Barton Glasser, Deseret News
Amid an avalanche of new interest in Utah's widely recognized concealed-carry firearm permit, two of the state's best-known gun-rights advocates hosted a no-cost class to acquire the permit for Salt Lake media members on Sunday.
Applications for Utah concealed-carry permits have skyrocketed this spring according to the Utah Bureau of Criminal Identification, the agency tasked with issuing and administrating concealed weapon carry permits. Last February's 2,548 applicants jumped to 8,142 this year and March permit seekers more than doubled from 4,412 in 2008 to 10,878 in 2009.
Clark Aposhian, a registered lobbyist, firearm instructor and chairman of the Utah Shooting Sports Council, and Rep. Curtis Oda, R-Clearfield, offered the $50 class free of charge to seven print and television journalists whose attendance qualified them for applying for the state issued permit (though the cost of that permit, for those interested in acquiring one, was the responsibility of the applicant). Aposhian, who regularly instructs law enforcement officers and security personnel on firearm handling, said drawing a weapon in self-defense is a last-resort scenario.
"Always issue a warning, always try to retreat first," Aposhian told the class. "Disengagement and non-engagement should be your first options, whenever possible."
If those options are not successful in defusing an encounter with a person who poses a threat, however, Aposhian's instruction includes frank and explicit explanations of the next, and nearly unthinkable, steps to take.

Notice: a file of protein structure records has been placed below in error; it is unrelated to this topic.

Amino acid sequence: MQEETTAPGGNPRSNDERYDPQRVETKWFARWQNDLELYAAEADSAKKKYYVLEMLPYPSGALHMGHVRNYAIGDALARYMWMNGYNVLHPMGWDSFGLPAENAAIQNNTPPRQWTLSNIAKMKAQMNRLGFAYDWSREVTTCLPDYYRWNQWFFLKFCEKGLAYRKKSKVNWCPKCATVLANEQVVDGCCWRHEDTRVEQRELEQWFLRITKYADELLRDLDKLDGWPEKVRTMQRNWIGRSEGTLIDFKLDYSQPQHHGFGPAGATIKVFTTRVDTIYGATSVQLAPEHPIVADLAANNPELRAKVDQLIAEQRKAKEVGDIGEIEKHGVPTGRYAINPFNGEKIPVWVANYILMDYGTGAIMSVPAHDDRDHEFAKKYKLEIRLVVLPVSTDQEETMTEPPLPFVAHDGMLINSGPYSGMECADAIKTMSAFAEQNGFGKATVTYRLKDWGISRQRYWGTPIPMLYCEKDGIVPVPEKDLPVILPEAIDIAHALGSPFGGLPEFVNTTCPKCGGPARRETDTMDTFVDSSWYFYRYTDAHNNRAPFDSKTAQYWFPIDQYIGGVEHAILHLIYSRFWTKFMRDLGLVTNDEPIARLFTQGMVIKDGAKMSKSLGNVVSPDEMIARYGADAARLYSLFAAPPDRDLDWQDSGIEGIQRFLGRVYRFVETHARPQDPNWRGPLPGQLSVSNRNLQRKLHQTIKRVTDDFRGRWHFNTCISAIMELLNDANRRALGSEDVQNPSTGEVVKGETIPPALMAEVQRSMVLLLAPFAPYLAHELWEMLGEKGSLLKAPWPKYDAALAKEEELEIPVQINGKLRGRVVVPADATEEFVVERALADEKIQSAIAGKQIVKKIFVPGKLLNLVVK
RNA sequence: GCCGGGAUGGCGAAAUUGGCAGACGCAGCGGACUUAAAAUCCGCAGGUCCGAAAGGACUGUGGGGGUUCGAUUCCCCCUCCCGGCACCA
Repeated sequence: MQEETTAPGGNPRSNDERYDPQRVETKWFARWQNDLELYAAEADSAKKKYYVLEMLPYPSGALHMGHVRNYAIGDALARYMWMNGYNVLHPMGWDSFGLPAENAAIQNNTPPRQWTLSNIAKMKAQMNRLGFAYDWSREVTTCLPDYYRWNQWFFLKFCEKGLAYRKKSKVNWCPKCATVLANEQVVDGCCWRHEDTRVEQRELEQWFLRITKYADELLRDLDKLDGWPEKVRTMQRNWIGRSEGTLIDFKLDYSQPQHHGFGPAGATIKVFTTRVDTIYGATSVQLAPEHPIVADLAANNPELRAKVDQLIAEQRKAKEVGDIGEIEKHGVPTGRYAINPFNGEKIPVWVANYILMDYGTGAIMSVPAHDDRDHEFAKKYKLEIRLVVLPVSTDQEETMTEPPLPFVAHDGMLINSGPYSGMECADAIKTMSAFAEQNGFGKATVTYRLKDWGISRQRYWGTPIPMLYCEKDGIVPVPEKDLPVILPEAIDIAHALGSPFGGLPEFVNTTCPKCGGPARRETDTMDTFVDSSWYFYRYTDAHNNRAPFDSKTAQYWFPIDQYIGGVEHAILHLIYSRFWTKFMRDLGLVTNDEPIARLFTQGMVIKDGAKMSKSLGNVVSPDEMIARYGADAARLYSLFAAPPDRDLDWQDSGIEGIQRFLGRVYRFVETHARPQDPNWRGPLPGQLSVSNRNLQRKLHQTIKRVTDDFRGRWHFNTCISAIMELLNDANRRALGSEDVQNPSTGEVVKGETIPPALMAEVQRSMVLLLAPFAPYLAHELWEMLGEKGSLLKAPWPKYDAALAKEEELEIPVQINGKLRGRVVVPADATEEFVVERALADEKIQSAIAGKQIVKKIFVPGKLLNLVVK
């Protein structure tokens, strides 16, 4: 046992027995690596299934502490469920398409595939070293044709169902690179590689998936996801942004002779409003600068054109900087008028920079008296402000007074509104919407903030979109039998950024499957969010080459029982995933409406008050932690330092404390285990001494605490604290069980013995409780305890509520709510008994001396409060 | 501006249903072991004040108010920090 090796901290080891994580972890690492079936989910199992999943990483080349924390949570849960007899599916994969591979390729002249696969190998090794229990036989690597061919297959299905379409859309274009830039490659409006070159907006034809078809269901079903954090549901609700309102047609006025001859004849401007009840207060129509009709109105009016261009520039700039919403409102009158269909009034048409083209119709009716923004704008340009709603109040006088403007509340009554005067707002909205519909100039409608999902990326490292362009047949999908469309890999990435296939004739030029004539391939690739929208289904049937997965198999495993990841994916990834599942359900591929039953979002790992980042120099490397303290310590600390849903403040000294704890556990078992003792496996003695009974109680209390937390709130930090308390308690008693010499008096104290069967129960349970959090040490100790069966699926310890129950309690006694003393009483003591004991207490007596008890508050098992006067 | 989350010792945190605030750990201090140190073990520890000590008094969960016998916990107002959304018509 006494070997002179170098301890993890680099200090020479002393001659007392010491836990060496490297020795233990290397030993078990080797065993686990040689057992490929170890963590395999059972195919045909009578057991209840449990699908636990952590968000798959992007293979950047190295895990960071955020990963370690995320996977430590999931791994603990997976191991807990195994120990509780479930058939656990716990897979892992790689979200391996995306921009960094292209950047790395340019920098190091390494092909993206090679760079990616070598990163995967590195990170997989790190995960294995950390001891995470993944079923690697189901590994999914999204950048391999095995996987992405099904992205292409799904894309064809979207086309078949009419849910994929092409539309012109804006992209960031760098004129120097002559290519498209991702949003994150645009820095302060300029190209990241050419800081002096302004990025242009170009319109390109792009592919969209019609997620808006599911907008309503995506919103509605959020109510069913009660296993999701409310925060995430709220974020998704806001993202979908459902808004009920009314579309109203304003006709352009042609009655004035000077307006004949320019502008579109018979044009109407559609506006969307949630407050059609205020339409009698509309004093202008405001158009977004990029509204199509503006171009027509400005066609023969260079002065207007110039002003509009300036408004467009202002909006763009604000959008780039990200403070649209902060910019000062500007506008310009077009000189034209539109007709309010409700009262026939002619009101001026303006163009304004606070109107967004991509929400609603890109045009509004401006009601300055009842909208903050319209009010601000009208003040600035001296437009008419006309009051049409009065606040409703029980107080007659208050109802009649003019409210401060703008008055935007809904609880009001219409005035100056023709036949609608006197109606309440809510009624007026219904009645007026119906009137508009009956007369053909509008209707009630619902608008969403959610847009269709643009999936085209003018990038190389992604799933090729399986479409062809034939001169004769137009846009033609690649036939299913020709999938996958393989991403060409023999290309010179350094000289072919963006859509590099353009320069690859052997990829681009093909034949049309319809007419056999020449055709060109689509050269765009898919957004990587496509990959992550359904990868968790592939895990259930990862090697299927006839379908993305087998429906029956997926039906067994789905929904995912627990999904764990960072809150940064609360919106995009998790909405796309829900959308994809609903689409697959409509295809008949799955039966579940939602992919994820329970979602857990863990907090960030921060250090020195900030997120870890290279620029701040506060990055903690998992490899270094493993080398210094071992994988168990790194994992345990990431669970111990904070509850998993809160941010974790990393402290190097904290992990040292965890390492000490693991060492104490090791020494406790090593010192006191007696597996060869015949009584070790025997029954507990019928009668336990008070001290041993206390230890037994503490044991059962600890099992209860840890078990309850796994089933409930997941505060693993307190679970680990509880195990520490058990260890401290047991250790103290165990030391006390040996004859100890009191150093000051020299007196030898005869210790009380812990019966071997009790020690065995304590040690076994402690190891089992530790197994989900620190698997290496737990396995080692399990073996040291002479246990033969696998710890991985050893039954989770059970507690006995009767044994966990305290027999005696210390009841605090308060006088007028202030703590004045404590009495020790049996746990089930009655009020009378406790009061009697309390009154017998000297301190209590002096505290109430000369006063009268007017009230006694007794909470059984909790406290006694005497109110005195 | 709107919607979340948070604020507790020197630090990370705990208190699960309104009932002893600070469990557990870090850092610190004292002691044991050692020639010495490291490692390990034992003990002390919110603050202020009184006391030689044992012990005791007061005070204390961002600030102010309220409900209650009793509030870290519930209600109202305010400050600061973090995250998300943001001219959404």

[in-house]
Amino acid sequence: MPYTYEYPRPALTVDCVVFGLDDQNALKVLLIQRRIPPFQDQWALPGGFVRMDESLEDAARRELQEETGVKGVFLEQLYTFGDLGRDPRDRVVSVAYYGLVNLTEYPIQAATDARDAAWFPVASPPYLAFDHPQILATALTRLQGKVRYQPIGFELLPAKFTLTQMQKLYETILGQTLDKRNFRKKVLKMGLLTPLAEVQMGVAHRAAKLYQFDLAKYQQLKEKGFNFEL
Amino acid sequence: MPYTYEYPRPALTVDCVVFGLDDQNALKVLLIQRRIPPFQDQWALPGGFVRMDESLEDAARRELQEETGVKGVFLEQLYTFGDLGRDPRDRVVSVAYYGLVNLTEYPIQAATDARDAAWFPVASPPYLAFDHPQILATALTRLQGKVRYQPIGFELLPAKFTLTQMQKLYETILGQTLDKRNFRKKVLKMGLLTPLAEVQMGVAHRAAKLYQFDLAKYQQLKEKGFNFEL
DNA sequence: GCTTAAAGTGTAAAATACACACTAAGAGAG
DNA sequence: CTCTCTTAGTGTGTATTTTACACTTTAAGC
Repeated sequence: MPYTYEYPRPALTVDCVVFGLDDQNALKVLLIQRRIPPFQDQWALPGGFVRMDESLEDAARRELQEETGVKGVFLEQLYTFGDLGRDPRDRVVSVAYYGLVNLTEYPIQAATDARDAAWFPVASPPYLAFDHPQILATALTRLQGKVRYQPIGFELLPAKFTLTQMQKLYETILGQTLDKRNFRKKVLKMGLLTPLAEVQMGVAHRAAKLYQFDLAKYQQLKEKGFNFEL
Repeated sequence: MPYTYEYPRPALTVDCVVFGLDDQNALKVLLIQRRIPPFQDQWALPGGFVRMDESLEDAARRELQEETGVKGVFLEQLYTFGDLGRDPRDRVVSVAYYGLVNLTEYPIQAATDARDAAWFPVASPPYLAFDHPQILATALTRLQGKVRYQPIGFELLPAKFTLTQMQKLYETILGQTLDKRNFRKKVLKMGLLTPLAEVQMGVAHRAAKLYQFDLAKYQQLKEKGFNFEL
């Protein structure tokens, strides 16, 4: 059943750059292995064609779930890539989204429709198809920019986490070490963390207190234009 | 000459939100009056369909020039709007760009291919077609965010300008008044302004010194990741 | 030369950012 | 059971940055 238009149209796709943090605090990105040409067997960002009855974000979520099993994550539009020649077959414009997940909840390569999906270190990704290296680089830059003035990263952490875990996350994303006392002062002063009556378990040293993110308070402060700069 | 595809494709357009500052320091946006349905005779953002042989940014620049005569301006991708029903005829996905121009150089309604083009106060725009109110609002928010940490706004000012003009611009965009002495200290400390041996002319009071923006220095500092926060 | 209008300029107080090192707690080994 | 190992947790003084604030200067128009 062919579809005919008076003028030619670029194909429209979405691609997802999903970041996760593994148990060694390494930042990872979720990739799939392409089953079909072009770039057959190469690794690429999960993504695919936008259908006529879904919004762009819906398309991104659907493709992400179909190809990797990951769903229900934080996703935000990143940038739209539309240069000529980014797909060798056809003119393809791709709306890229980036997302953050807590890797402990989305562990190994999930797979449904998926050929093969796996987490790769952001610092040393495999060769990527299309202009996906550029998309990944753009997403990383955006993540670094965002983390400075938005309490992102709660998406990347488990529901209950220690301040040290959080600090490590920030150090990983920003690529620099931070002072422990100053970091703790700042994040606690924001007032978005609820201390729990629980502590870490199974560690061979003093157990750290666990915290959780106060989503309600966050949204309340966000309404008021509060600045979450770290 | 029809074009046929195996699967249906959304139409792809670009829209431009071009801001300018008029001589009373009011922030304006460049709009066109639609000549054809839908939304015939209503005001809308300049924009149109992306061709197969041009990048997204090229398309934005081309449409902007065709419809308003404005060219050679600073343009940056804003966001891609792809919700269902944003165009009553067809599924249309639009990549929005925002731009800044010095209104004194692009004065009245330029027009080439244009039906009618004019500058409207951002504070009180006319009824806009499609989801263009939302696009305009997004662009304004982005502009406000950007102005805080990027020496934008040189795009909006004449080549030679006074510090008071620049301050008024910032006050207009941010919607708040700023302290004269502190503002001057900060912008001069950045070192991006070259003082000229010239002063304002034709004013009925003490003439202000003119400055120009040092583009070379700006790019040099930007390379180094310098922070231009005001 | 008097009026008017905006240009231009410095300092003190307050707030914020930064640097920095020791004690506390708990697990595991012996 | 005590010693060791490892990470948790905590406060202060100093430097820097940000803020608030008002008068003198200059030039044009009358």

"Law enforcement officers are trained to shoot three times, two to the chest, one to the head," Aposhian said. "For civilians, the easiest target is the thoracic cavity (chest area.)"
While portions of Aposhian's class include squirm-inducing discussions of "what-if" scenarios, much of the roughly four-hour session is spent reviewing the safe storage and handling of firearms, state laws that govern the use of a firearm for the purpose of self-defense and how to avoid getting into situations that could result in gunplay. Aposhian said it is a very rare instance when a situation escalates to the point where a person must draw his or her firearm in defense, and the chances for an action to be required beyond that is infinitesimal.
"More than nine times out of ten, I point a gun at somebody and they're going to do what I tell them," Aposhian said.
Oda told the class that street-wise criminals can usually sense the confidence of someone who is carrying a weapon for self-defense and that subtlety, in itself, can lead to the avoidance of confrontation.
Oda was the House sponsor of this year's SB78 — one of two bills passed by the 2009 Legislature that eased gun control laws in Utah. SB78, sponsored by Sen. Mark Madsen, R-Lehi, allows Utah residents to have a loaded gun in their vehicle on private property, even if the property owner expressly forbids firearms. The other bill, HB357, sponsored by Rep. Stephen Sandstrom, R-Orem, allows Utahns to carry a loaded weapon in their vehicle without a concealed weapons permit. Both bills passed by overwhelming votes, though a March Deseret News-KSL TV poll conducted by Dan Jones & Associates showed the majority of voters who responded were opposed to both bills.
Utah's conceal-carry permit program has also come under fire for the administrative costs associated with issuance of thousands of out-of-state permits. Utah's permit is recognized in over 30 states and is considered relatively easy to obtain. For that reason, more than 12,000 permits have been issued outside of Utah, and more than 600 instructors are certified in other states to provide the training to obtain the permit. Modifications to the permit program were discussed by an interim legislative committee last summer, but no action was taken.
Contributing: Ben Winslow and Lisa Riley Roche
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